There is a long silence. A silence that was abruptly broken by a burst of flatulence.
"Let them come," my other friend, a sculptor and furniture-maker, proclaims with a smile. "This Congressional district is now represented by an African-American Muslim, a follower of Paul Wellstone." He means Keith Ellison.
"Oh, thanks for that clarification, Sherlock," taunted Foote. "I thought for a moment there that you were talking about Tammy Lee."
"Here's a guy," continued the sculptor "who doesn't run a single TV ad and beats his opponent in a landslide."
The Foote guy interrupted: "Yes, but to be fair, the DFL could have nominated a hermaphroditic walrus to run in the 5th and won. It speaks more of the pathology of the district than it does the candidate."
The sculptor ignored the interruption. "He gets on TV after the election and is asked by a conservative commentator to prove that he's not sympathetic to terrorism."
"Point of order, sir!" Mr. Foote was now standing on the table. "Glenn Beck never asked such a question. What he did was use that phrase to set up a softball question to Ellison. That would be a small fact you'd be aware of - notwithstanding your superior intellect, I'm sure - if you refused to have the boundaries of your reality set by what you read on the Huffington Post, or at the very least, had actually viewed the clip in question. Now, if you insist on propagating these banal third-rate lefty-blog memes, I shall be forced to stab you in the eye with my fork!"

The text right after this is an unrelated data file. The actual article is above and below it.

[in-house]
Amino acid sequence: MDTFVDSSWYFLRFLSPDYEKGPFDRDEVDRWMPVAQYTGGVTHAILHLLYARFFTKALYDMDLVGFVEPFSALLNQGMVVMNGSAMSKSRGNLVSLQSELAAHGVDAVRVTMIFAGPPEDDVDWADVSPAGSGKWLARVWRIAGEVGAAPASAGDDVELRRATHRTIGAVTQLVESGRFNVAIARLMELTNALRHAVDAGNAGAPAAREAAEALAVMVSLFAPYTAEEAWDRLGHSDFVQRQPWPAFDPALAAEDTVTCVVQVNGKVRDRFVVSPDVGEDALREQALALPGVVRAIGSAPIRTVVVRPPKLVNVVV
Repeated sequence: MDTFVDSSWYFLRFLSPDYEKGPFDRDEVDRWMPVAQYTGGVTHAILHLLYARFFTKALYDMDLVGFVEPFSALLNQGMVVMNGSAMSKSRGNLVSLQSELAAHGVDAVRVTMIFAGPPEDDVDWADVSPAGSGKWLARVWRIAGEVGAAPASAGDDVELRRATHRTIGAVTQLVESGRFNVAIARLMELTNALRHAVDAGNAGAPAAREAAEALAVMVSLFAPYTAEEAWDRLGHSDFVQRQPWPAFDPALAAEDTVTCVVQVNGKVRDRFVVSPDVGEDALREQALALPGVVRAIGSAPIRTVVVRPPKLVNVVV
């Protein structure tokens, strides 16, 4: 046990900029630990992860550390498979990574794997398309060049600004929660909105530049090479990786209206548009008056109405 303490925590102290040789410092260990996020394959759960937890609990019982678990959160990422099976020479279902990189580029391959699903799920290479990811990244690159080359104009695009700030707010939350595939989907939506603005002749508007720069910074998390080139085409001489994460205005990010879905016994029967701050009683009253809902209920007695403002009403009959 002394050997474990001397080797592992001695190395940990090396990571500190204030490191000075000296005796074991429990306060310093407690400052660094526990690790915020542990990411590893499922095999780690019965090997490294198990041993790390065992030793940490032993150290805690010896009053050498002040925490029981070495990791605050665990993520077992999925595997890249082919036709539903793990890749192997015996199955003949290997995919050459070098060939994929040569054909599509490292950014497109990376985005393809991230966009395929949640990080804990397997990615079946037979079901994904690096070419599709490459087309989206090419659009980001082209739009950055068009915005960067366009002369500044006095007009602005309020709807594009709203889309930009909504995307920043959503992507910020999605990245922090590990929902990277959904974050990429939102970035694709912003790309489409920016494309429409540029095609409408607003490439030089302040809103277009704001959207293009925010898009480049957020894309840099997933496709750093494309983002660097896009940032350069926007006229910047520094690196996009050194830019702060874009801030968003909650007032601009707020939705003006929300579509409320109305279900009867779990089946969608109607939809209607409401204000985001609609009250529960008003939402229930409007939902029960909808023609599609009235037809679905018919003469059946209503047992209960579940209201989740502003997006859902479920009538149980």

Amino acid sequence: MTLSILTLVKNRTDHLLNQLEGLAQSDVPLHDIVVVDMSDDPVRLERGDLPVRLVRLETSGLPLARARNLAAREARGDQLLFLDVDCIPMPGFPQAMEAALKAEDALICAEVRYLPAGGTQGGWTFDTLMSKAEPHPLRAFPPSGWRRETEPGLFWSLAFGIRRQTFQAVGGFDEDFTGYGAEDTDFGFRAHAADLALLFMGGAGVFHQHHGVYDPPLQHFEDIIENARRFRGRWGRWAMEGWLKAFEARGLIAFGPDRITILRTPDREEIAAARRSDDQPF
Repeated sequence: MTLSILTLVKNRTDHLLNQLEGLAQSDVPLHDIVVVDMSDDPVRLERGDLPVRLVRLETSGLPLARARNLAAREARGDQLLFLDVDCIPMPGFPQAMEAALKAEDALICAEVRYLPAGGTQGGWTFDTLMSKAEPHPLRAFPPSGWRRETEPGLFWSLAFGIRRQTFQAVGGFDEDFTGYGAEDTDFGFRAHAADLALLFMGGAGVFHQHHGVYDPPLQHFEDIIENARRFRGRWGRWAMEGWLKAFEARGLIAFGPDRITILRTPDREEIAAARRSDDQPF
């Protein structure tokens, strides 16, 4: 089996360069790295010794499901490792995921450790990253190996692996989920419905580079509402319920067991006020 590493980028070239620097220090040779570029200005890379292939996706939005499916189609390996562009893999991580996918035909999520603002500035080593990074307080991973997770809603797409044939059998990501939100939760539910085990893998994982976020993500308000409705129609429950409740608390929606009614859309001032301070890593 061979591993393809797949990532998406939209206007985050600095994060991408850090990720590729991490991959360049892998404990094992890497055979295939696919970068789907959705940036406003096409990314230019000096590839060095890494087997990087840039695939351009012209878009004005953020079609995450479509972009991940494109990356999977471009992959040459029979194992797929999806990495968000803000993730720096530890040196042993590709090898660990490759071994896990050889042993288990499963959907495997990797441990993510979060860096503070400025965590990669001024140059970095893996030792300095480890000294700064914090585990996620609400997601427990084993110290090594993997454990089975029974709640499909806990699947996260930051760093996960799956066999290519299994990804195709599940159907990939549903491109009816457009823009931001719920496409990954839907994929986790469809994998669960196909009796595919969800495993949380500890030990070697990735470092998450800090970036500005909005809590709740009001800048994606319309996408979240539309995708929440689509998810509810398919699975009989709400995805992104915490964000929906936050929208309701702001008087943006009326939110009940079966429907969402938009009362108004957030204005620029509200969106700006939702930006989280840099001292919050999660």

"Then a representative from Virginia wonders if he's going to take the oath of office on the Koran."
When I looked up again, sculptor guy had a fork sticking out of his head. Yet he felt the need to keep prattling on, oblivious apparently, to both the utensil protruding from his eye and the suburbs:
"This district is the object of national attention. It's so progressive, it goes beyond blue into deep purple. We're not just a bunch of Lutherans anymore: Somalis and Latinos and everybody lives here. The party of George Bush wants to have its convention in St. Paul? Fine."
We watch the traffic.
"Boy, you guys must be a hoot at parties," Foote observed.
"It's safer to drive now," the estate planner says. "After the last elections, people were so angry that they were driving 80 or 90 miles an hour on I-35. They've calmed down a little."
I speak up. "Well, there's no winter here; the roads are clear. You can't ski because there's no snow, and the hockey rinks haven't opened because the ice is unsafe - when there is ice. In Minnesota! It's creepy. You'd think someone would pay attention."
Foote had a wild look in his eyes. "I've got another fork for you if you're going to bring up global warming..."
Another pause. "Why did they lie to us, those guys?" the sculptor asks, reaching for his coffee. "Why do they keep lying about Iraq and global warming?" I am always quoting from somewhere, so I quote my Minneapolis neighbor, the poet Robert Bly: "These lies mean that the country wants to die."
Foote stood again "That's it! FORKS FOR EVERYBODY!!!!!!"
"Not anymore," the sculptor says, sipping his coffee; carefully manuvering the mug around the fork handle imbedded in his skull. "We're in a new, positive era, starting now. The Democrats will make some difference."
"You think so?" I reply. Minnesotans cherish their political optimism. But when I think of Iraq and of our intentions there, another line of poetry comes to me, by Louis Simpson, so I say it: "Grave by grave we civilize the ground."
With that Lorne Ned Foote ran from the table screaming. We stuck our tab on his credit card. Us "progressives" are good like that.